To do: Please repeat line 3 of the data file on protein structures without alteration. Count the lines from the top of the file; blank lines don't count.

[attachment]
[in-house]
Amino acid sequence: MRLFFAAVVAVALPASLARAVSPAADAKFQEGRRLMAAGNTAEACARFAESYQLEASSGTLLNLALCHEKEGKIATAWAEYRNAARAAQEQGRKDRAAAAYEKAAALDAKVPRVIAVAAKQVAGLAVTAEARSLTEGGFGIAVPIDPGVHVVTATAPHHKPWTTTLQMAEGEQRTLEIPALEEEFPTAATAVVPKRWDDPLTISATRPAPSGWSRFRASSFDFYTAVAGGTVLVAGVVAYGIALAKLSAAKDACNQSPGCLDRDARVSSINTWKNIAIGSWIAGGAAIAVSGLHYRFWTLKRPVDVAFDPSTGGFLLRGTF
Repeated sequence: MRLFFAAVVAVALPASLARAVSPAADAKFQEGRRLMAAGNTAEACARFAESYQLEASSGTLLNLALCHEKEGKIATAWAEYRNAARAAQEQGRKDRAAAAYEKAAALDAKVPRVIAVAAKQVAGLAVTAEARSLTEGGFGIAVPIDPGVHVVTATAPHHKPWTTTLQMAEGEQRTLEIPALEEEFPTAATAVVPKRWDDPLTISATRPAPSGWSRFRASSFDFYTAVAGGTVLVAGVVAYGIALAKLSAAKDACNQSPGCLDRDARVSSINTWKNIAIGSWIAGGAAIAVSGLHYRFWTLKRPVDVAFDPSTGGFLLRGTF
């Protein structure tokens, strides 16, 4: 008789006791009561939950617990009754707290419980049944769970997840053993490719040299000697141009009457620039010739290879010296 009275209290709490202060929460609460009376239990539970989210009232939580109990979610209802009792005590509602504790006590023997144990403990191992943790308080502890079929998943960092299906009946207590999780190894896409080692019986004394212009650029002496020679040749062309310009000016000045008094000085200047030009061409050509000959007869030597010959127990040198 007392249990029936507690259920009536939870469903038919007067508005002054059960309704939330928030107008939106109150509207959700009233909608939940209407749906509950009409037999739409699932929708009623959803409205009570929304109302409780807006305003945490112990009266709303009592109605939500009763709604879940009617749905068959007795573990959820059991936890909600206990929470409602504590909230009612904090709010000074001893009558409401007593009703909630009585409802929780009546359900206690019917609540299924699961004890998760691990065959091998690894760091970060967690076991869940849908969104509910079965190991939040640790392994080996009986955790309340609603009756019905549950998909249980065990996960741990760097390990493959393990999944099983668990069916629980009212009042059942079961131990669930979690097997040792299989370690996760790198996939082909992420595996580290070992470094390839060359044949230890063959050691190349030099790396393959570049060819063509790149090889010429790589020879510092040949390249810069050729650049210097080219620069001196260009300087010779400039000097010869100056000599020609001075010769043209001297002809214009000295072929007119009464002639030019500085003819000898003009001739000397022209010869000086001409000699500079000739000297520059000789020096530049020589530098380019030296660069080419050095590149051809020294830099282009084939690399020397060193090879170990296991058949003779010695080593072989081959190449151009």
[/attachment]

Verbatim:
Repeated sequence: MRLFFAAVVAVALPASLARAVSPAADAKFQEGRRLMAAGNTAEACARFAESYQLEASSGTLLNLALCHEKEGKIATAWAEYRNAARAAQEQGRKDRAAAAYEKAAALDAKVPRVIAVAAKQVAGLAVTAEARSLTEGGFGIAVPIDPGVHVVTATAPHHKPWTTTLQMAEGEQRTLEIPALEEEFPTAATAVVPKRWDDPLTISATRPAPSGWSRFRASSFDFYTAVAGGTVLVAGVVAYGIALAKLSAAKDACNQSPGCLDRDARVSSINTWKNIAIGSWIAGGAAIAVSGLHYRFWTLKRPVDVAFDPSTGGFLLRGTF